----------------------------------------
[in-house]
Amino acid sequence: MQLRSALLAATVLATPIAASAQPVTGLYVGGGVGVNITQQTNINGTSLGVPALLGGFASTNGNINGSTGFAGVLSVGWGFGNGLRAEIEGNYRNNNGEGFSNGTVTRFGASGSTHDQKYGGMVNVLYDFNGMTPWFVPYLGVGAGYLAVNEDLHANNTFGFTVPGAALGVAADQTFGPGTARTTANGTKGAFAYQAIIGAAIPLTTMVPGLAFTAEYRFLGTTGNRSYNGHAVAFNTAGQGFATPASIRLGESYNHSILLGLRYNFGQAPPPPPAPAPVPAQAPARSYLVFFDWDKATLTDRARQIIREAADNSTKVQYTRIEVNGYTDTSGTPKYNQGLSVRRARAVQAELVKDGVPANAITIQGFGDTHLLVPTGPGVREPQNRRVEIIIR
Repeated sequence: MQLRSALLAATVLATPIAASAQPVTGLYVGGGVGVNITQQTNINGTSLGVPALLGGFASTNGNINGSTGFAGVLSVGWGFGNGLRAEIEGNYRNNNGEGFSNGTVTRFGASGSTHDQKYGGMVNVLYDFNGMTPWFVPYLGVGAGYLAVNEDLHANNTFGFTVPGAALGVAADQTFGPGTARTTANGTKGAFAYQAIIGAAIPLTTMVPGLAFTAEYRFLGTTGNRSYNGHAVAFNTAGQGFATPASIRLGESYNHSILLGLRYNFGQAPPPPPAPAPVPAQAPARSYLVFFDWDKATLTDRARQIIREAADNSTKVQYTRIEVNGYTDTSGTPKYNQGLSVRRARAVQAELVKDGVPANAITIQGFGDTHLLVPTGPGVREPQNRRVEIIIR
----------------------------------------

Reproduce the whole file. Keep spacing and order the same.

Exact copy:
[in-house]
Amino acid sequence: MQLRSALLAATVLATPIAASAQPVTGLYVGGGVGVNITQQTNINGTSLGVPALLGGFASTNGNINGSTGFAGVLSVGWGFGNGLRAEIEGNYRNNNGEGFSNGTVTRFGASGSTHDQKYGGMVNVLYDFNGMTPWFVPYLGVGAGYLAVNEDLHANNTFGFTVPGAALGVAADQTFGPGTARTTANGTKGAFAYQAIIGAAIPLTTMVPGLAFTAEYRFLGTTGNRSYNGHAVAFNTAGQGFATPASIRLGESYNHSILLGLRYNFGQAPPPPPAPAPVPAQAPARSYLVFFDWDKATLTDRARQIIREAADNSTKVQYTRIEVNGYTDTSGTPKYNQGLSVRRARAVQAELVKDGVPANAITIQGFGDTHLLVPTGPGVREPQNRRVEIIIR
Repeated sequence: MQLRSALLAATVLATPIAASAQPVTGLYVGGGVGVNITQQTNINGTSLGVPALLGGFASTNGNINGSTGFAGVLSVGWGFGNGLRAEIEGNYRNNNGEGFSNGTVTRFGASGSTHDQKYGGMVNVLYDFNGMTPWFVPYLGVGAGYLAVNEDLHANNTFGFTVPGAALGVAADQTFGPGTARTTANGTKGAFAYQAIIGAAIPLTTMVPGLAFTAEYRFLGTTGNRSYNGHAVAFNTAGQGFATPASIRLGESYNHSILLGLRYNFGQAPPPPPAPAPVPAQAPARSYLVFFDWDKATLTDRARQIIREAADNSTKVQYTRIEVNGYTDTSGTPKYNQGLSVRRARAVQAELVKDGVPANAITIQGFGDTHLLVPTGPGVREPQNRRVEIIIR